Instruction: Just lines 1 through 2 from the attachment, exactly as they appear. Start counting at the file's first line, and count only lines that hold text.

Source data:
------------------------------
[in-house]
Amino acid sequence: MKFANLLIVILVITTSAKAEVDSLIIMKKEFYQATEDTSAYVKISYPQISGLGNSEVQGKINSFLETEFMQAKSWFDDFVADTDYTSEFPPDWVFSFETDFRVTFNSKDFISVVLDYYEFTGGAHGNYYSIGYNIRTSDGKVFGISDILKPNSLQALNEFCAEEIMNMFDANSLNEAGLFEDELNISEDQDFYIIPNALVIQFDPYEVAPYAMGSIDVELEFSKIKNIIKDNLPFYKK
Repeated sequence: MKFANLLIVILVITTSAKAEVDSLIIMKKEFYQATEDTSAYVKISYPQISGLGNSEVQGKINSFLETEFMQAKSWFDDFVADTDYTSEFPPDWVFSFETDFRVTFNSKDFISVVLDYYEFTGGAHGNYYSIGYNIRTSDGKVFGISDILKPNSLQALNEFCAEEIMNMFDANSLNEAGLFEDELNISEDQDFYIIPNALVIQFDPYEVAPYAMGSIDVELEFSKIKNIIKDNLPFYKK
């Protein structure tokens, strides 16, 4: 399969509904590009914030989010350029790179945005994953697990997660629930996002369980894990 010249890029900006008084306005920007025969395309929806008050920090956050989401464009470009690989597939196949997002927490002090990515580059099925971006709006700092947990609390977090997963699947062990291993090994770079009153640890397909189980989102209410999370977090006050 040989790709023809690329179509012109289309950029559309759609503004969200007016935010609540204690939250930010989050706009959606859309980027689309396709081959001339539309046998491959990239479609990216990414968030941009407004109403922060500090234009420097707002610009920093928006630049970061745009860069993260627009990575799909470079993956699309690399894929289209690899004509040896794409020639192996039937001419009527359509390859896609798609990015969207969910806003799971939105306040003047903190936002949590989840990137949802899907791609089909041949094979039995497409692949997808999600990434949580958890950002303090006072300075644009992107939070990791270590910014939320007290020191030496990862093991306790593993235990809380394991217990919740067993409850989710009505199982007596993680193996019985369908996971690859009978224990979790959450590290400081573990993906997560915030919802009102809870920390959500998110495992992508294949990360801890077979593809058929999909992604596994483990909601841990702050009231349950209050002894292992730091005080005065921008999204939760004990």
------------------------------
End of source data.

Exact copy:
[in-house]
Amino acid sequence: MKFANLLIVILVITTSAKAEVDSLIIMKKEFYQATEDTSAYVKISYPQISGLGNSEVQGKINSFLETEFMQAKSWFDDFVADTDYTSEFPPDWVFSFETDFRVTFNSKDFISVVLDYYEFTGGAHGNYYSIGYNIRTSDGKVFGISDILKPNSLQALNEFCAEEIMNMFDANSLNEAGLFEDELNISEDQDFYIIPNALVIQFDPYEVAPYAMGSIDVELEFSKIKNIIKDNLPFYKK